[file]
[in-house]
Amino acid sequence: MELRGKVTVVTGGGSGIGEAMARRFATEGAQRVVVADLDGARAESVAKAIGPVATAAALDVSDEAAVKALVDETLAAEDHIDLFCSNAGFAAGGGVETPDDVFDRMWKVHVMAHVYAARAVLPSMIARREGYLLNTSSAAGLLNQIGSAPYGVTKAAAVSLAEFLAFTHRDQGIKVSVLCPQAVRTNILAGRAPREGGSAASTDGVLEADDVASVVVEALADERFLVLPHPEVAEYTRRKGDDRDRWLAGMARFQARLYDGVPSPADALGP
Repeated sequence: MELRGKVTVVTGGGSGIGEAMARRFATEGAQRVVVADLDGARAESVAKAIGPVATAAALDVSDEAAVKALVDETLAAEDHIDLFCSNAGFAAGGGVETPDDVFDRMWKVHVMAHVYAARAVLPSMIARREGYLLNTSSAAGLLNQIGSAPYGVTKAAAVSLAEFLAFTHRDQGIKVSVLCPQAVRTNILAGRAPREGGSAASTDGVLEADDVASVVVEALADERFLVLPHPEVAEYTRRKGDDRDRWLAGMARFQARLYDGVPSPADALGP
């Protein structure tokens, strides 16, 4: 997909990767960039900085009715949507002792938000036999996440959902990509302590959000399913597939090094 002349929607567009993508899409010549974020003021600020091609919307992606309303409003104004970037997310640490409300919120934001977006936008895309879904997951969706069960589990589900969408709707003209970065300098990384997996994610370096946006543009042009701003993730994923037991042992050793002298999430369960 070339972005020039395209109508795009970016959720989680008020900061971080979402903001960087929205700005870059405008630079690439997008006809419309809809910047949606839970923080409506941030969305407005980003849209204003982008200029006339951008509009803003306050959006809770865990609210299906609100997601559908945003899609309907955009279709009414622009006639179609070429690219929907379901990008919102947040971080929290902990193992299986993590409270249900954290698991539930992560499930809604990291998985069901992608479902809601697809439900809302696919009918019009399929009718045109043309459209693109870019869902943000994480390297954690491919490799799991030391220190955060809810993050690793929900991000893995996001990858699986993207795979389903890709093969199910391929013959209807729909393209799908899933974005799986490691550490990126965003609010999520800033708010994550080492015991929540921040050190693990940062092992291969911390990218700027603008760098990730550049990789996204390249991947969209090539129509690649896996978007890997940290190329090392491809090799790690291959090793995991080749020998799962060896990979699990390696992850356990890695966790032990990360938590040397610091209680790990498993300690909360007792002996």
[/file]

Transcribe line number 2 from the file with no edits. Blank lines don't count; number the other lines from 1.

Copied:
Amino acid sequence: MELRGKVTVVTGGGSGIGEAMARRFATEGAQRVVVADLDGARAESVAKAIGPVATAAALDVSDEAAVKALVDETLAAEDHIDLFCSNAGFAAGGGVETPDDVFDRMWKVHVMAHVYAARAVLPSMIARREGYLLNTSSAAGLLNQIGSAPYGVTKAAAVSLAEFLAFTHRDQGIKVSVLCPQAVRTNILAGRAPREGGSAASTDGVLEADDVASVVVEALADERFLVLPHPEVAEYTRRKGDDRDRWLAGMARFQARLYDGVPSPADALGP